We hear a lot about living in the moment. Inspirational quotes say things like: “Don’t look back, you are not going that way” or “When your past calls, don’t answer. It has nothing to say”. The problem is that most of the day you don’t live in the moment. You are functioning on a form of autopilot.
Just to show how this works, think about what you had for breakfast today.
There are a number of things that just happened without you having to cognitively engage with the question:
This is what normal looks like. This is what happens at least 90% of your day, probably more. Have you ever driven through a set of traffic lights and afterwards suddenly wondered whether they were actually green, or did you just run a red light? Or maybe you’ve driven from one place to another only to find, when you reach your destination, that you don’t remember any of the journey.
We generally function perfectly well with our subconscious keeping things going, in a ‘not-quite-present’ state. But not all the time. Sometimes, the search that our subconscious executes when it is looking for a match in our memories, finds something that has a risk in it. If a situation reminds your subconscious of something that hurt you in the past, it will switch into a different state.
This state change begins with your cognitive function being disengaged. This function is used for problem solving and for rational and logical thought. If you are being attacked by a sabre-toothed tiger, and you take a moment to weigh up whether you have the right spear, or whether your footwear is suitable to outrun it, then chances are you are not going to live long enough to execute on your conclusions. While you are processing, the tiger is attacking and munching away on your legs. Your cognitive brain is simply too slow when you are faced with any sort of threat.
With your thinking brain disengaged, your subconscious is free to take control of your body and mind. It is an automatic response designed to give you the best chance of surviving an attack by a predator. You may know this as the fight or flight response. It also includes freeze, which is a more common response these days. You need to be able to either face up to the predator and win in a fight, run away faster than it runs without running out of energy, or be able to remain incredibly still for a lengthy period of time so that it loses track of you. This all happens automatically in response to your subconscious finding a match between something in your environment and a stored memory.
The most common phobia that tops the UK’s list of top phobias is a fear of spiders. That means you either are somebody, or know somebody, that is scared of spiders. If you think of that person with a fear of spiders, whether it’s you or someone else, when a spider comes into the room, they stop being themselves. They might scream or jump on a chair to escape. If you’re not scared of spiders, you’re there saying “You do know they can climb walls, right?”. But they can’t hear you. Their subconscious has disengaged the part of their brain that is capable of logic and understanding. They literally can’t hear you when you tell them it can’t hurt you or advise them calmly to put a glass over it or stand on it.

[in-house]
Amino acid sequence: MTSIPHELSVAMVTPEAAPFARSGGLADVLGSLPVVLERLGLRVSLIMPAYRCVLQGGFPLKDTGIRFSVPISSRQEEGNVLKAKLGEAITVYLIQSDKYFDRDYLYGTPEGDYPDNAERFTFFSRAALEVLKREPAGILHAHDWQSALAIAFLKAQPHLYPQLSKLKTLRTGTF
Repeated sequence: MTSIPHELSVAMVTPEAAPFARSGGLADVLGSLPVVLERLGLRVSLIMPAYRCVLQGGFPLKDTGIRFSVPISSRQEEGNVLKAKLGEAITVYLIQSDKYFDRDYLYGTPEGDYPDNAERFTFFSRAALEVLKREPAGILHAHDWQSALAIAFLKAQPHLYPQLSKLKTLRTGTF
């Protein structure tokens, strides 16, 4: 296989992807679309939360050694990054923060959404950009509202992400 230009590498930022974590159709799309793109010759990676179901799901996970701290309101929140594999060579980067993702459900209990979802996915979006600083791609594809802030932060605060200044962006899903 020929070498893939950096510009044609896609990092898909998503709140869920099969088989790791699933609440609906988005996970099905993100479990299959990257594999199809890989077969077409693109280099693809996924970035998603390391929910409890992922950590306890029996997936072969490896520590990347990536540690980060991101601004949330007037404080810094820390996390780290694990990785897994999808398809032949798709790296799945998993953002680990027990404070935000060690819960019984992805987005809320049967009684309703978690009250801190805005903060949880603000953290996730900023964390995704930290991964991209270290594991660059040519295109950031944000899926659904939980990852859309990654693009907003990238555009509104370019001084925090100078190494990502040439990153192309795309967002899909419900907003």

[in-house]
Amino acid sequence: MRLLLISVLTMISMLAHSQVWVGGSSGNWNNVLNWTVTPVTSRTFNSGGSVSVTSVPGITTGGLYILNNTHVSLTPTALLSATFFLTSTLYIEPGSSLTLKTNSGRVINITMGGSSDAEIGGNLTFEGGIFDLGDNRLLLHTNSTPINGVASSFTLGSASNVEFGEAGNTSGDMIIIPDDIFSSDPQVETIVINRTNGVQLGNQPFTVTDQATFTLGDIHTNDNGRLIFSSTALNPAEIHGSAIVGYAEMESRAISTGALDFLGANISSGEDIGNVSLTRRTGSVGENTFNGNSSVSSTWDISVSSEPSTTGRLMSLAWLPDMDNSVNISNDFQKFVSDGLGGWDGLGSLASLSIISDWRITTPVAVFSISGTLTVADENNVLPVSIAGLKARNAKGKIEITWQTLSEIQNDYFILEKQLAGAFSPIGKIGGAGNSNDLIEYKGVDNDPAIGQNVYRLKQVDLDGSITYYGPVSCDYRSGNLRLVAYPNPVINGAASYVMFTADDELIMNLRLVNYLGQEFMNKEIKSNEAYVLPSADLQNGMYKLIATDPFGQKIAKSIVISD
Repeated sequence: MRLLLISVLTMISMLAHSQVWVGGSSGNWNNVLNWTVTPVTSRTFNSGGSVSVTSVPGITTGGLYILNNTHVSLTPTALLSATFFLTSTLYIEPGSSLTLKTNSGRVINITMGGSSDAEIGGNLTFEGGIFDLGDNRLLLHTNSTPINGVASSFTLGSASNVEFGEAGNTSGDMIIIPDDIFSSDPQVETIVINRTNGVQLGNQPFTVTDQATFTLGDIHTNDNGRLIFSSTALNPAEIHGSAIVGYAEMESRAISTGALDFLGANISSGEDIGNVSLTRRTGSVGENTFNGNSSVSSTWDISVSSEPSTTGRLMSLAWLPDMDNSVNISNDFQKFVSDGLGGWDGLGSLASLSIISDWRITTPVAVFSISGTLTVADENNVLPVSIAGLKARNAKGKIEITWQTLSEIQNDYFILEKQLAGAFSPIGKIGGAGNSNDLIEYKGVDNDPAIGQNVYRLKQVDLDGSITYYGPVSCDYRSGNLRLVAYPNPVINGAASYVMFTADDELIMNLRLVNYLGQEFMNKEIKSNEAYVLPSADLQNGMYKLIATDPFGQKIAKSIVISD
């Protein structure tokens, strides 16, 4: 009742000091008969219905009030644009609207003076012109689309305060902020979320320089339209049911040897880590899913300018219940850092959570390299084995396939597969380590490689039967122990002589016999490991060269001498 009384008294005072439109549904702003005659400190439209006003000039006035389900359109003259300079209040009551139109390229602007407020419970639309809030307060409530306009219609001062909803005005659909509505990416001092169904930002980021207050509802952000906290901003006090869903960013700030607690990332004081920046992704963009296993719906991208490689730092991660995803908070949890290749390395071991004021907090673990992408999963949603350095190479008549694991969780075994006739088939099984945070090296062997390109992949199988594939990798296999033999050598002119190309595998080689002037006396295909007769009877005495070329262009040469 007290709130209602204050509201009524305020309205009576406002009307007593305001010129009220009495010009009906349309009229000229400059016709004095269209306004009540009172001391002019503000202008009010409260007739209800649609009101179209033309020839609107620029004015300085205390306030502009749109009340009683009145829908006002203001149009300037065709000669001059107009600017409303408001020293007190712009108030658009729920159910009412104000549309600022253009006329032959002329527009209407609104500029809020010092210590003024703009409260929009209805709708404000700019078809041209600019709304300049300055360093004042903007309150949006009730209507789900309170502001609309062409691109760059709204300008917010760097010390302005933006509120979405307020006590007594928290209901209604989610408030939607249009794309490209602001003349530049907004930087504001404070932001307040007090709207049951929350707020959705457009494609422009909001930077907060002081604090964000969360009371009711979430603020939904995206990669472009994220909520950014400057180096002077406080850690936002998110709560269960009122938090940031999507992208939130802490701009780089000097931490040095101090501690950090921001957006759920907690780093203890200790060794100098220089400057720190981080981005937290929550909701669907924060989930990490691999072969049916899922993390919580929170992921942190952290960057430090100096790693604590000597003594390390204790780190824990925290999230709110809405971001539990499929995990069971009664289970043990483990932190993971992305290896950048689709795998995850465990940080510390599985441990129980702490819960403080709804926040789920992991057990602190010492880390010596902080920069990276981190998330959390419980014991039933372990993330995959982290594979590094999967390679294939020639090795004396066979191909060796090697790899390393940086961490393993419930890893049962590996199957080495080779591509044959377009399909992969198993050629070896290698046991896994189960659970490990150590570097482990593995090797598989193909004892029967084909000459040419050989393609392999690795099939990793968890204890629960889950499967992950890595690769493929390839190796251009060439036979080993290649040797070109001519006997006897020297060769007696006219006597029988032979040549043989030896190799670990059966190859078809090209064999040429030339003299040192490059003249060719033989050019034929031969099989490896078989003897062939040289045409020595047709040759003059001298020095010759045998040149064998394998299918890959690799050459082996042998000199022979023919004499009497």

Then when the spider leaves the room, the subconscious allows you access to your prefrontal cortex again. You can once more look at the situation rationally. Now you feel like a muppet because you know the spider can’t hurt you. Why on earth did you over-react like that? Well, don’t worry. From now on you can say it’s not you being crazy, it’s your subconscious!
The thing about being scared of spiders is that most people aren’t going to visit a therapist to help them overcome it. You just engineer your life around it. You make sure that you know which of your friends, or people close to you, is not scared of spiders, and call on them when necessary. I have a friend who spent two hours stuck in her bedroom once because there was a spider above the door. The spider didn’t move for two hours, so neither did she! That’s pretty screwed up, but she didn’t get help for it.
Unfortunately, sometimes these screw ups are so pervasive that it’s impossible to avoid them. For example, you might feel terrified at the prospect of being in the spotlight. When you are asked to speak in front of a room full of people, you panic. Your mouth goes dry. You lose the ability to think. You hate it. You try and avoid any situation where you might have to do it, but at work, it’s almost impossible to avoid. It’s also probably holding you back and stopping you applying for a job with more responsibility, because more responsibility often leads to more focus on you.
With this type of problem, you are likely to approach it in the same way as you might approach a fear of spiders. You beat yourself up for being silly. You read lots of self-help books, attend workshops and courses, and try everything you can to sort your head out so you can think your way out of the problem. It doesn’t work. Then you feel even more useless because you really should be able to sort this out.
But hold on a moment, not everyone is scared of spiders. Not everyone is scared of random biscuits. So how does your subconscious know what to be afraid of and what is safe? I'll explain more in the next lesson.
Start noticing when things are triggering you to remember stuff. Notice when you are not present. Notice when you have to think your way past something because part of you is telling you one thing and another is telling you something different. This could be: worrying what someone thinks, feeling not good enough, nerves about doing something, feeling like a rubbish parent or anything
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